Qualifying begins: 26 June
The Draw: 30 June
Pre-event Press Conferences: 1 & 2 July
Order of Play: 2 July
Championships begin: 3 July
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The Hydrangea 'Magical Amethyst' Blue is a compact, richly flowering, cheerful plant that produces clusters of multi-petalled blooms of the traditional mophead variety and boasts sensational colour-changing characteristics.
In the English Country Garden that is the backdrop for the world’s best tennis players seeking glory on grass, this robust hydrangea’s flowerheads open in a pale lime green, change to a jewel-like blue, morph into a pinky-blue, before fading back to soft limey green.
They are definitely the neediest of all the plants in terms of water.
That’s four changes of colour - more hues than those hair-dye experimentalists Nick Kyrgios, Dominic Thiem and Bethanie Mattek-Sands could come up with between them in a tournament.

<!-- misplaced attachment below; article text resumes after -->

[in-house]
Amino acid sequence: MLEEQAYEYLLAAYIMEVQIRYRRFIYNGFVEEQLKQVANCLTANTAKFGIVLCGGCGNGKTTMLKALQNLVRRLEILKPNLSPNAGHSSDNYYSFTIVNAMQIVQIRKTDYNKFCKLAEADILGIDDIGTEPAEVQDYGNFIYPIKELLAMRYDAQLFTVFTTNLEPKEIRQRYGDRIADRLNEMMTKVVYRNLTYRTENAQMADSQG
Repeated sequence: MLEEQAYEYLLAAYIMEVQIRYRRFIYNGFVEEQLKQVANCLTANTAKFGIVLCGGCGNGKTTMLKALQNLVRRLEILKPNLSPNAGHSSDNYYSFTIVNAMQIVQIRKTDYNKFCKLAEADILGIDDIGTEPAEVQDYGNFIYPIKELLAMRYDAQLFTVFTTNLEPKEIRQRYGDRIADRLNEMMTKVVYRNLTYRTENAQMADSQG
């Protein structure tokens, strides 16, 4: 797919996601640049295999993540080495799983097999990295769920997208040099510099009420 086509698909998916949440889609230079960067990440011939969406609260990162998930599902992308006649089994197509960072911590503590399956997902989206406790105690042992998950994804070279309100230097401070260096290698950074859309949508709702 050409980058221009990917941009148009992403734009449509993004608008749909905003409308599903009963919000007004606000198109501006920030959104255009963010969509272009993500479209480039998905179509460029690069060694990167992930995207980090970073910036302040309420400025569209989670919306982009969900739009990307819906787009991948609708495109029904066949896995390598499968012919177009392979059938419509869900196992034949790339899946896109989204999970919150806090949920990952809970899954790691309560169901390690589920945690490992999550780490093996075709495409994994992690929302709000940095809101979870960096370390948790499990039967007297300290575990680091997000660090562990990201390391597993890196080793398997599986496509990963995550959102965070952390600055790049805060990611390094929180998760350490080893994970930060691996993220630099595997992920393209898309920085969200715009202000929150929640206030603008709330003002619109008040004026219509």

“The Magical Amethyst is my favourite flower,” says Martyn, who supervised its introduction last year.
“I saw it at a horticultural show and thought it was a perfect fit for the planting scheme here. The colour change didn’t go quite as planned last year, so it was great to be able to have a conversation with the grower and explain what colours we would like to see during The Championships.”
Yes, in an ideal world, even Wimbledon’s horticultural stars have to conform to a strict dress code.
These ornamental stars line up in the prestigious beds along the front of the Clubhouse and in boxes along the main concourse.
“They are special, so we have used them exclusively around the Members’ area,” says Martyn, who concedes that like all top performers, they do have some diva-esque tendencies. “They are definitely the neediest of all the plants in terms of water. They tend to be very thirsty.”
The hydrangeas not only look the part, but have a botanical heritage that befits Wimbledon tradition. The Magical Amethyst variety was only recently launched, but fossil remains in the Far East reveal the hydrangea genus existed centuries ago before their introduction in Europe around 1735.